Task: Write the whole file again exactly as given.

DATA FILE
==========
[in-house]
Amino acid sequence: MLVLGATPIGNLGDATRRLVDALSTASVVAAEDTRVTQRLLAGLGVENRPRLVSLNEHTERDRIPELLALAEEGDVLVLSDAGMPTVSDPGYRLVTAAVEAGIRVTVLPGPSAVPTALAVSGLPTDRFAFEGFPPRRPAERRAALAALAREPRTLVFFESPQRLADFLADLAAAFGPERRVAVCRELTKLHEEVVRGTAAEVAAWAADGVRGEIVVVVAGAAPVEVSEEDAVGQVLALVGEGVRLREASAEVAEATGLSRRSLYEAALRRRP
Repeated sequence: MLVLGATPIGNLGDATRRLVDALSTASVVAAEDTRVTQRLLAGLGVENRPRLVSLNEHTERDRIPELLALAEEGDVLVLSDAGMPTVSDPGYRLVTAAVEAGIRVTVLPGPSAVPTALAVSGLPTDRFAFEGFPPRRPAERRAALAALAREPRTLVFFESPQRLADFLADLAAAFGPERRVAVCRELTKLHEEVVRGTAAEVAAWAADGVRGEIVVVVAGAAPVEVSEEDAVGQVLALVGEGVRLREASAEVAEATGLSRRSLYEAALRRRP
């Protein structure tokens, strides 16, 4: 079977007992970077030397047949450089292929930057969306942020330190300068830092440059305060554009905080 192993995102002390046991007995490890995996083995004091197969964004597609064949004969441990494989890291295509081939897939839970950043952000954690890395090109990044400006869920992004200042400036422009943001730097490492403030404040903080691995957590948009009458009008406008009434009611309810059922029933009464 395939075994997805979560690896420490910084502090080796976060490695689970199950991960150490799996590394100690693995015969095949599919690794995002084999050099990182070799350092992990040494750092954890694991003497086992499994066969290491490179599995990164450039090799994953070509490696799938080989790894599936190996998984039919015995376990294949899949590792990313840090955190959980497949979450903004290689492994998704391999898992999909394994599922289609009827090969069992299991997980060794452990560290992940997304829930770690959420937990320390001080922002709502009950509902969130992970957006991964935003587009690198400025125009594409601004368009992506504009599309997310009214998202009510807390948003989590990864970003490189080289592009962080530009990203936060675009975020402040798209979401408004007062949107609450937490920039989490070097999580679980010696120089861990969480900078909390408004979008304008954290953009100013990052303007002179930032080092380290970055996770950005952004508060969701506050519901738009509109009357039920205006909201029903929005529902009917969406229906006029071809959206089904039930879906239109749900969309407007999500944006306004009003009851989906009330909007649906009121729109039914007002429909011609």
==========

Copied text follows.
[in-house]
Amino acid sequence: MLVLGATPIGNLGDATRRLVDALSTASVVAAEDTRVTQRLLAGLGVENRPRLVSLNEHTERDRIPELLALAEEGDVLVLSDAGMPTVSDPGYRLVTAAVEAGIRVTVLPGPSAVPTALAVSGLPTDRFAFEGFPPRRPAERRAALAALAREPRTLVFFESPQRLADFLADLAAAFGPERRVAVCRELTKLHEEVVRGTAAEVAAWAADGVRGEIVVVVAGAAPVEVSEEDAVGQVLALVGEGVRLREASAEVAEATGLSRRSLYEAALRRRP
Repeated sequence: MLVLGATPIGNLGDATRRLVDALSTASVVAAEDTRVTQRLLAGLGVENRPRLVSLNEHTERDRIPELLALAEEGDVLVLSDAGMPTVSDPGYRLVTAAVEAGIRVTVLPGPSAVPTALAVSGLPTDRFAFEGFPPRRPAERRAALAALAREPRTLVFFESPQRLADFLADLAAAFGPERRVAVCRELTKLHEEVVRGTAAEVAAWAADGVRGEIVVVVAGAAPVEVSEEDAVGQVLALVGEGVRLREASAEVAEATGLSRRSLYEAALRRRP
């Protein structure tokens, strides 16, 4: 079977007992970077030397047949450089292929930057969306942020330190300068830092440059305060554009905080 192993995102002390046991007995490890995996083995004091197969964004597609064949004969441990494989890291295509081939897939839970950043952000954690890395090109990044400006869920992004200042400036422009943001730097490492403030404040903080691995957590948009009458009008406008009434009611309810059922029933009464 395939075994997805979560690896420490910084502090080796976060490695689970199950991960150490799996590394100690693995015969095949599919690794995002084999050099990182070799350092992990040494750092954890694991003497086992499994066969290491490179599995990164450039090799994953070509490696799938080989790894599936190996998984039919015995376990294949899949590792990313840090955190959980497949979450903004290689492994998704391999898992999909394994599922289609009827090969069992299991997980060794452990560290992940997304829930770690959420937990320390001080922002709502009950509902969130992970957006991964935003587009690198400025125009594409601004368009992506504009599309997310009214998202009510807390948003989590990864970003490189080289592009962080530009990203936060675009975020402040798209979401408004007062949107609450937490920039989490070097999580679980010696120089861990969480900078909390408004979008304008954290953009100013990052303007002179930032080092380290970055996770950005952004508060969701506050519901738009509109009357039920205006909201029903929005529902009917969406229906006029071809959206089904039930879906239109749900969309407007999500944006306004009003009851989906009330909007649906009121729109039914007002429909011609």